We all know fundamentalists, but most of us would never admit to being one.
Truth is, I’m a recovering fundie. I was baptized in a particularly conservative church and believed that somehow I’d been fortunate enough to be baptized into a congregation that was right about everything—lucky me.
Someone recently asked me to define the word “Fundamentalist” because they’d heard it used so often, but she’d never heard a good definition. I came up with this:
Fundamentalists reduce the complexity of life into an overly simplistic equation based on an unswerving commitment to truths they’ve been taught and never bothered to question.
When I get into discussions with fundamentalists about the gospels, there are five things about Jesus I’m always surprised we disagree on:
1. Jesus conflicted with people who thought they knew it all
I sat in a church service a short time ago where a visiting pastor casually dropped the words “retards” and “homos” during his passionate homily against sinners (and liberals). My eyes welled up with hot, angry tears during this “sermon.”
In discussing it with him later, he assured me that, not only was his fervor acceptable, he was following Jesus’ example. “Didn’t Jesus turn over tables? Didn’t Jesus call out woes upon individuals who were in the wrong?”
I guess you can say that. But we need to remember that when he did it was in conflict with a religious culture that:
- spared no expense or effort in proselytizing but only churned out more unspiritual hypocrites (Matt. 23:15)
- focused on the letter of the law but ignored mercy, justice, and faithfulness (Matt. 23:23)
- excelled in appearing religious while having hearts that were far from God (Matt. 23:25)
- adored the perks that came with their positions (Luke 11:43)
I think the self-righteous posture displayed by many in today’s religious community mirror the very attitudes that Jesus raged against. You can’t invoke Jesus’s flipping of tables in the temple if you’re a money changer,
2. Jesus was gracious to a fault with sinners
There was a scandal of grace that surrounded Jesus. The kingdom he ushered in was one that was infinitely too inclusive for the Pharisees’ taste. Not only did he tell crazy stories where the heroes were people the Jews hated (Luke 10:30–37), he treated women from those cultures with greater kindness and respect than Pharisees even showed their own women (John 4:7–26).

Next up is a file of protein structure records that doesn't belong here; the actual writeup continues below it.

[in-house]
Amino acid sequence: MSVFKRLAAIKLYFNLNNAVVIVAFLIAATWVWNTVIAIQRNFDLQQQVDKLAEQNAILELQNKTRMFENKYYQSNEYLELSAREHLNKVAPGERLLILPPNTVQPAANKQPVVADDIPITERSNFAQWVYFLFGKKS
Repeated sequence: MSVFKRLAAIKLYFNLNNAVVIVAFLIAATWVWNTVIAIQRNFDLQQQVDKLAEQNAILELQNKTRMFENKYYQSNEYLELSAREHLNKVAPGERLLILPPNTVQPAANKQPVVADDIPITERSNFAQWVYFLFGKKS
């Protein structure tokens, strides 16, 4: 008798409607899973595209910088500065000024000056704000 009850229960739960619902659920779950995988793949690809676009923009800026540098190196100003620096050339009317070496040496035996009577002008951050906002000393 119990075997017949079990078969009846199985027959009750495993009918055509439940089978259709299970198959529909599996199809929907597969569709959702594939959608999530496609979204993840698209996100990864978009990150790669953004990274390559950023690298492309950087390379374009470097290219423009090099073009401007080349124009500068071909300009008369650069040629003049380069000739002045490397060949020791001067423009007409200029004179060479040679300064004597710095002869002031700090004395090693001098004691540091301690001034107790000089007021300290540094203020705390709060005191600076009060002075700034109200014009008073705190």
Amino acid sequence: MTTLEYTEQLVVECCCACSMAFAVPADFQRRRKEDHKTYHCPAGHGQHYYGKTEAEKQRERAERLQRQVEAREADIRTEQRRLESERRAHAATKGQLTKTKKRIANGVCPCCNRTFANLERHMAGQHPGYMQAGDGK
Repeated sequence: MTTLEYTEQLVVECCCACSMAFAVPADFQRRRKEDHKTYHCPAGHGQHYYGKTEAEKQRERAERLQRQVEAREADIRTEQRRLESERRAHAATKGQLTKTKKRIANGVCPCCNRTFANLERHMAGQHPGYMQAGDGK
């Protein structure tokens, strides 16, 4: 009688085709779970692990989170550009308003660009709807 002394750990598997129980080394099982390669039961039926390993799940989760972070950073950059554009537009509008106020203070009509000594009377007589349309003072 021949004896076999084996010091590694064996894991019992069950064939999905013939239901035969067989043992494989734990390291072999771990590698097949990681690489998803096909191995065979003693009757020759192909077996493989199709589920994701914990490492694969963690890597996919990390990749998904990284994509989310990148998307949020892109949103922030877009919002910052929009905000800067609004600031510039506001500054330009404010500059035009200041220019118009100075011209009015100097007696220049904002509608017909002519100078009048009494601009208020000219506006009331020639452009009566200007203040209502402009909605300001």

Jesus came to be known as a friend of sinners, tax collectors, and prostitutes, and the religious community tried to discredit him by calling him a drunk and a glutton (Luke 7:33–34).
If I learn anything from Jesus it’s this, you aren’t made more righteous by your hatred of people you define as “sinners”—quite the opposite.
3. Jesus made service the standard for his followers
“The kingdom of heaven is at hand!”
This is the message that Jesus proclaimed everywhere, and his message was accompanied by healing the sick and confronting the demonized. I think it’s wrongheaded to assume that the good he did was just to validate his message. I think that the kingdom of God will always be demonstrated by the goodness of its citizens, and the kindness experienced by everyone in its shadows.
Jesus took his disciples to task when they were requesting (through their mother) places of honor in his kingdom. He told them exactly what was most honored in God’s kingdom and it wasn’t:
- scriptural knowledge
- theological acumen
- political power
It was simply this:
“. . . whoever wishes to become great among you shall be your servant, and whoever wishes to be first among you shall be your slave; just as the Son of Man did not come to be served, but to serve, and to give His life a ransom for many.” Matthew 20:26–28
I would give anything if Christians were trying to outdo each other in their service.
4. Jesus promised his followers would be despised
When I hear Christians complain about not having a political or social platform for their agendas, it confuses me. The way some go on and on about the persecution they suffer at the hands of the liberal media or any other imagined boogeyman is insane for two reasons:
- When people disagree with you, vote down your bill, or don’t give you airtime, it isn’t persecution.
- Jesus promised his followers would be persecuted so, even if these things did count as persecution, why would you be surprised?
In Matthew 10, Jesus tells us that we, his disciples, are not greater than he is. If he is maligned and called the devil for the good he does, what kind of treatment can we expect?
We really shouldn’t be surprised when we’re mistreated. But if we’re maligned and abused let’s make it because of our proximity to Christ—and not because we’re self-righteous and obnoxious.
5. Jesus valued the poor
I cannot say this strongly enough. Jesus’ words and parables about the poor are so strong and unnuanced that it would be easy to for a listener to walk away thinking that their salvation stands or falls on this one issue. There are very few issues that Jesus discussed with such pointed zeal.
Whether it’s the parable of the sheep and the goats (Matt. 25:31–46) or the discussion of Lazarus and the rich man (Lk 16:19–31), one could easily be left thinking that Jesus favors the poor. These sorts of words come so frequently from him that we place ourselves in jeopardy when we ignore or bury them under a mountain of theological justification.
To dismiss taking care of the least of these as “social gospel” places us in an insanely precarious position.
What characteristics or teachings of Jesus do you think are ignored? Leave me a comment.